How is an abscessed tooth diagnosed?
Your dentist will probe your teeth with a dental instrument. If you have an abscessed tooth, you will feel pain when the tooth is tapped by your dentist’s probe. Your dentist will also ask you if your pain increases when you bite down or when you close your mouth tightly. In addition, your dentist may suspect an abscessed tooth because your gums may be swollen and red.
Your dentist may also take X-rays to look for erosion of the bone around the abscess.
How is an abscessed tooth treated?
Strategies to eliminate the infection, preserve the tooth, and prevent complications are the goals of treatment for an abscessed tooth.
To eliminate infection, the abscess may need to be drained. Achieving drainage may be done through the tooth by a procedure known as root canal therapy. Root surgery may also be recommended to remove any diseased root tissue after the infection has subsided. Then, a crown may be placed over the tooth.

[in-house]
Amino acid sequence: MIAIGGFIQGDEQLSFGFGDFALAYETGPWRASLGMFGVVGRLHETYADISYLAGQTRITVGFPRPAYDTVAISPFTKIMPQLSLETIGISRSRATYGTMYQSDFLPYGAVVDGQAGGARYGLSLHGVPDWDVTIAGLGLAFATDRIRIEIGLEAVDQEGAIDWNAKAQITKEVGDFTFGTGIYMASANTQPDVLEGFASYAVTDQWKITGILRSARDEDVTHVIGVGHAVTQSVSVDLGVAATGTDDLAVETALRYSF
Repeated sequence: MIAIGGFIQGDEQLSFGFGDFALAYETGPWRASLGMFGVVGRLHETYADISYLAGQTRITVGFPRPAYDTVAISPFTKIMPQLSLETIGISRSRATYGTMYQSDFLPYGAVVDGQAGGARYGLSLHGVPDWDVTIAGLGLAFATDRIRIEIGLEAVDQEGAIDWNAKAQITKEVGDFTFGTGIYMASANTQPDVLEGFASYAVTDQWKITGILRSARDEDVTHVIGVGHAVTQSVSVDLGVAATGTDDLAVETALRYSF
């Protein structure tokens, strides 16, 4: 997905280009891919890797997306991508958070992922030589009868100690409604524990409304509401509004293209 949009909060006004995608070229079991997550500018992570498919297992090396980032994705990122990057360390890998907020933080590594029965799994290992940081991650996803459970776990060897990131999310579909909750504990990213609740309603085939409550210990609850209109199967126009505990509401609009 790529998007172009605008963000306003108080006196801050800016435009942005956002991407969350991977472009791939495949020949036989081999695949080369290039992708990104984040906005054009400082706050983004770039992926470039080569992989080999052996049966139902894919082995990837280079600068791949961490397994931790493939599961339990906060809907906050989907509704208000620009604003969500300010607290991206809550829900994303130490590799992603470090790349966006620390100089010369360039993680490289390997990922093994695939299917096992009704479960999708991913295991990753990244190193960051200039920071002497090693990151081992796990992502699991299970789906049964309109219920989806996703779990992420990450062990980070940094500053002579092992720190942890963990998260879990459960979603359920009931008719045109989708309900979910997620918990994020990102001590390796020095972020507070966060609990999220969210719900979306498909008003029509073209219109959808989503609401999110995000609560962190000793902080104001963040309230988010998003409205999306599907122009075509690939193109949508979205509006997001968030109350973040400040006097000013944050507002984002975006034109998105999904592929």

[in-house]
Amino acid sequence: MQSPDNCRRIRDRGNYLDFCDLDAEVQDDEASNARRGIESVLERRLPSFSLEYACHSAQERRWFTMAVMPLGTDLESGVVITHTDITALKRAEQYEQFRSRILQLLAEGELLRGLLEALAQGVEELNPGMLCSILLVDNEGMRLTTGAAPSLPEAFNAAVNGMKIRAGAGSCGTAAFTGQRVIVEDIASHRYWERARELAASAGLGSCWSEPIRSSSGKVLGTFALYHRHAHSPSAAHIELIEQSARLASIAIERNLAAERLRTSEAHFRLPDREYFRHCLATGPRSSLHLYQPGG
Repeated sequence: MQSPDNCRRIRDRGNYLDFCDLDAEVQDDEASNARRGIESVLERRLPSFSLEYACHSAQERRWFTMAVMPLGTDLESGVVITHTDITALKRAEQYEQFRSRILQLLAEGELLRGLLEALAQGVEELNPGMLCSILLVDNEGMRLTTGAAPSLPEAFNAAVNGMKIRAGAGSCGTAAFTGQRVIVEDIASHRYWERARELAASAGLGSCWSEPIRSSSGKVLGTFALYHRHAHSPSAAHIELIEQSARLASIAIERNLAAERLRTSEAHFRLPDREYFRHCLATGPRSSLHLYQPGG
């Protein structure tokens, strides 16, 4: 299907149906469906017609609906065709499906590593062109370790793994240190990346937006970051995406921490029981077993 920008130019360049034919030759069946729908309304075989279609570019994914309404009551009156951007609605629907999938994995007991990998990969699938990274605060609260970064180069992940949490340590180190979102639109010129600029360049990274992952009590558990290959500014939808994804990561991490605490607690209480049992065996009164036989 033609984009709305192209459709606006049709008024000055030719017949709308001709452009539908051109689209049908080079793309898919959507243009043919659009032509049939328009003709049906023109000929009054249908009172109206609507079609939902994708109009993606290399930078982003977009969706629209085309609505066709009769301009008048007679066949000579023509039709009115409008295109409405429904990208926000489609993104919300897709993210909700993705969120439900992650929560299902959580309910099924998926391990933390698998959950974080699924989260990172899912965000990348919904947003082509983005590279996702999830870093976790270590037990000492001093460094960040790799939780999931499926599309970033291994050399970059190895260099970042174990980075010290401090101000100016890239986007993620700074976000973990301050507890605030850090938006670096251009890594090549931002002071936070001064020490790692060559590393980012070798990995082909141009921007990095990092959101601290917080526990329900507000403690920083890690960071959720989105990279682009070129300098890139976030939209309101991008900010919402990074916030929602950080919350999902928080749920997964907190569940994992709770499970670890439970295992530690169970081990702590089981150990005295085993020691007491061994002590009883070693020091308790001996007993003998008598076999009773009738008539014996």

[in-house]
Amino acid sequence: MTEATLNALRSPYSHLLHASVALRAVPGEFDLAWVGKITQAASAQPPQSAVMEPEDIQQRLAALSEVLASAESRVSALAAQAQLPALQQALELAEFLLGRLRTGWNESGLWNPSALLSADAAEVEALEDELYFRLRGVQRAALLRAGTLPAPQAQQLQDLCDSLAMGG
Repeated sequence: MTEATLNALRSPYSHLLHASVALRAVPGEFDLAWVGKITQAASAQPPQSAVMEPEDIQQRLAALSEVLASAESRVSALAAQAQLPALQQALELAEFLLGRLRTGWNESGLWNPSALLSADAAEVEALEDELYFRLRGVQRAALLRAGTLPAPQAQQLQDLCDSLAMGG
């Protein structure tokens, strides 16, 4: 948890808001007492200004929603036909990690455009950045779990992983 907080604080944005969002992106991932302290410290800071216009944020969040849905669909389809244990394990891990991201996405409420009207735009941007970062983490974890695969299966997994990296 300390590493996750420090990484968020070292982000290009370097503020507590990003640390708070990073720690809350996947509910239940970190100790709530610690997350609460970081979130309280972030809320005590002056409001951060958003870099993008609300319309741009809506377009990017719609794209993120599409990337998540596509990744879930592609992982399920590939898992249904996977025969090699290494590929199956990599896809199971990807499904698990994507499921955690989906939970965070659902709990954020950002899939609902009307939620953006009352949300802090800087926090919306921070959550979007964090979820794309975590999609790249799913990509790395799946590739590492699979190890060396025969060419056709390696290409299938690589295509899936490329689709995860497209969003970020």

The tooth may also be extracted, allowing drainage through the socket.
Finally, a third way to drain the abscess would be by incision into the swollen gum tissue.
Antibiotics are prescribed to help fight the infection. To relieve the pain and discomfort associated with an abscessed tooth, warm salt-water rinses and over-the-counter pain medication like ibuprofen (such as Advil or Motrin) can be used.
The inflammation and pain of abscesses may be relieved with a low-level laser, making the patient more comfortable to receive the injection in a more painless way.